For this rainy-day alternate route, we're doing three short and easy rides that each return to downtown Mountain View. Our first loop takes us along the bayshore past the Googleplex and up to the Palo Alto airport before returning. Our second loop takes us into Sunnyvale and to our one rest stop of the day at the Starbucks at Fremont and Mary, perhaps better known as the starting point for the Sunday Cat-2 rides. Our third and final loop takes us up the Bryant Street bike boulevard into downtown Palo Alto and then back on some side streets that we don't normally use. Only about 570 feet of climbing the whole day, with no hills worse than an overpass.

Riders from all over Northern California are invited! Southbound Caltrain from San Francisco arrives at 9:29 a.m. Note that if you arrive via train or light rail, you'll need to walk three blocks northwest from the station, across Castro Street, to the corner of Evelyn and Franklin. The meeting place is not at the station itself.

Be sure to check the Training section of the ALC website for information on how to prepare for a training ride and what you must and should bring.

Leaders: Chris Thomas, Niki Hutson, Dan England, Terri Meier, Bob Vasquez, Lynne West

RSVPs are requested but not required.

Kudos to Los Altos Hills

I was pleasantly surprised today when the town of Los Altos Hills responded quickly to my report of broken glass on the pathway connecting Stonebrook Drive and Laura Court. (This is part of the so-called "quarry ride" that I do from time to time.)

Here's the timetable, which is in itself somewhat amazing:
10:19 p.m. Monday: I send email to a contact at the town's Public Works Department that I found on the town's website.
11:13 p.m. Monday: I get a response (yes, practically in the middle of the night!) that the problem will be investigated. An actual response, not an auto-reply.
10:21 p.m. Tuesday: I get a note saying that the pathway was cleaned today, and thanking me for my report.

The moral: When you encounter a hazard while riding, always report it to the appropriate authority. You might prevent some other cyclist or road user from a flat, an injury, or something worse. If you want to do it the old-fashioned way via a voice call, the Silicon Valley Bicycle Coalition has a list of phone numbers for most jurisdictions.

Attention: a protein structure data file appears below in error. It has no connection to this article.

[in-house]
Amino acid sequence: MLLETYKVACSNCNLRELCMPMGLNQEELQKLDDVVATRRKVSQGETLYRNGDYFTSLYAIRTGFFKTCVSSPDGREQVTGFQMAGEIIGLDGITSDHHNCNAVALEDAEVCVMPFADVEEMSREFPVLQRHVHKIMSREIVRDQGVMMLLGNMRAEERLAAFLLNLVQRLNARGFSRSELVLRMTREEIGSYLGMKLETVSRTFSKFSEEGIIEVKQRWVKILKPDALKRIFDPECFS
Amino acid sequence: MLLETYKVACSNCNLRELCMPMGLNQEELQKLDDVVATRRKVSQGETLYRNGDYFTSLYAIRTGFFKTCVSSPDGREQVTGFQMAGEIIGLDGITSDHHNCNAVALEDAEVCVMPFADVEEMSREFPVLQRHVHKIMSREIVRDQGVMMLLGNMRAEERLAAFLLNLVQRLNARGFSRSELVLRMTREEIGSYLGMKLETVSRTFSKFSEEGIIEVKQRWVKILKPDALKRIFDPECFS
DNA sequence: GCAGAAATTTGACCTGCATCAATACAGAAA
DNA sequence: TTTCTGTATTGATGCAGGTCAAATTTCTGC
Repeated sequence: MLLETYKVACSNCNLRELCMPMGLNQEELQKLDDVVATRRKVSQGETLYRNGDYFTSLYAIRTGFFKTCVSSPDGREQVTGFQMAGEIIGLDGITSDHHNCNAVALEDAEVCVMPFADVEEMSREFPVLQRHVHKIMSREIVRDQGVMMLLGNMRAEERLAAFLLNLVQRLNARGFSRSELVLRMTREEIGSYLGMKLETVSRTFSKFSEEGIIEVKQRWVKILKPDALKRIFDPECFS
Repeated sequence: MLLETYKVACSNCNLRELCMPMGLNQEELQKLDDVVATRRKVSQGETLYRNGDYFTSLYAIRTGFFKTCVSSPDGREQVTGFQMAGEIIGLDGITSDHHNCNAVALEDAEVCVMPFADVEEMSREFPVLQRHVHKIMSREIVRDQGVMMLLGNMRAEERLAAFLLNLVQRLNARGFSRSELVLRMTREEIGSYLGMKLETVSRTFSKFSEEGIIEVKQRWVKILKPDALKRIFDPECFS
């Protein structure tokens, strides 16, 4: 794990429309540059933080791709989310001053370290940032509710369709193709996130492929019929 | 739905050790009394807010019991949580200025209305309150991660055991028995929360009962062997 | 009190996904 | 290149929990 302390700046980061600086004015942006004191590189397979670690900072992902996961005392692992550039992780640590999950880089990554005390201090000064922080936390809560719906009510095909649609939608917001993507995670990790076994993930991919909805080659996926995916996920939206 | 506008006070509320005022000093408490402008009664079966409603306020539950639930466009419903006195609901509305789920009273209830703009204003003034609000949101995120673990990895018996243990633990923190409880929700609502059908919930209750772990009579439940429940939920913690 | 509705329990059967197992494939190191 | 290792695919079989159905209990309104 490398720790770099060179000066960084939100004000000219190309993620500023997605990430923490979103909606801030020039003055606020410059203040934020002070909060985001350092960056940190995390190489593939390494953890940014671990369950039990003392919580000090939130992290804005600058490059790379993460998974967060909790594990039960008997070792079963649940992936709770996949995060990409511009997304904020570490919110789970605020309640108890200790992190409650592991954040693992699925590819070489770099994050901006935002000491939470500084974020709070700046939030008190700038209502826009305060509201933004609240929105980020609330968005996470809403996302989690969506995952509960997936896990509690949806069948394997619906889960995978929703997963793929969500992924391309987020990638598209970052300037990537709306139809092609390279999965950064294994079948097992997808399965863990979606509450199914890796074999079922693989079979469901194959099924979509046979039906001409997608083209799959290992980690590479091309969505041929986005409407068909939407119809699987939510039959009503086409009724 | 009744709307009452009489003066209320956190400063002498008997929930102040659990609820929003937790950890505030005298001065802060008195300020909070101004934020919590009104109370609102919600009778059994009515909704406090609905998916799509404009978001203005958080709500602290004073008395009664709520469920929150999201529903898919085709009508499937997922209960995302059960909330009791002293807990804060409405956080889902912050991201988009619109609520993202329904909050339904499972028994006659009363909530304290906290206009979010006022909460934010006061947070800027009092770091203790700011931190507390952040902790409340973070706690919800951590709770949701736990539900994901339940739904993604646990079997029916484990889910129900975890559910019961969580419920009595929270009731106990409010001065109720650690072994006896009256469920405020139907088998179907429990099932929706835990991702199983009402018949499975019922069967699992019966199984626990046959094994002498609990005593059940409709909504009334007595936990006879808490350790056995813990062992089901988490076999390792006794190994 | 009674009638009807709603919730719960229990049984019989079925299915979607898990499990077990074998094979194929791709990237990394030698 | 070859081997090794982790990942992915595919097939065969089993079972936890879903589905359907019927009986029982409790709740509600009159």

Photo: Laura Court at the quarry, from Google Street View. It's actually far more scenic than it looks here, and if you've never been up there, it's worth the climb.

Early-Bird Ride #2: Saratoga (12/12/2010)


Date: Sunday, Dec. 12
Meet time: 9:30 a.m.
Ride-out time: 10:00 a.m.
Meeting place: Three blocks west of the Mountain View Caltrain and VTA station, in the overflow parking lot at the corner of Evelyn Avenue and Franklin Street. (map)
City: Mountain View
Rain policy: Heavy rain cancels
Category: 2 - medium pace (10-12 mph)
Terrain: 3 - rolling hills with some steep climbs
Miles: 32

Description:
After leaving downtown Mountain View, we'll head through Cupertino and then ride through the rolling hills of scenic Stevens Canyon. Next comes our significant climb of the day: the 0.7-mile ascent of Mount Eden out of Stevens Canyon. It's steep but not ridiculously steep, and you can always walk part or all of it. (Come back later this season to see how much you've improved!) We'll take a break in Saratoga Village and then go part of the way toward Los Gatos before heading back on an easy, mostly downhill route.

Total climbing for the day is about 1,550 feet.

Riders from all over Northern California are invited! Southbound Caltrain from San Francisco arrives at 9:29 a.m. Note that if you arrive via train or light rail, you'll need to walk three blocks northwest from the station, across Castro Street, to the corner of Evelyn and Franklin. The meeting place is not at the station itself.

Be sure to check the Training section of the ALC website for information on how to prepare for a training ride and what you must and should bring.

Leaders: Chris Thomas, Thomas Fortin, Bruce Der-McLeod, Robert Vasquez, Ally Kemmer, Linda Kemmer, Kathy Sherman, Kevin Hunter, Paul Vargas, Genevieve Evenhouse, Niki Hutson

RSVPs are requested but not required.

Early-Bird Ride #1: Cupertino (12/5/2010)


Date: Sunday, Dec. 5
Meet time: 9:30 a.m.
Ride-out time: 10:00 a.m.
Meeting place: Three blocks west of the Mountain View Caltrain and VTA station, in the overflow parking lot at the corner of Evelyn Avenue and Franklin Street. (map)
City: Mountain View
Rain policy: Heavy rain cancels
Category: 2 - Medium pace (10-12 mph)
Terrain: 2 - rolling hills
Miles: 22

Description: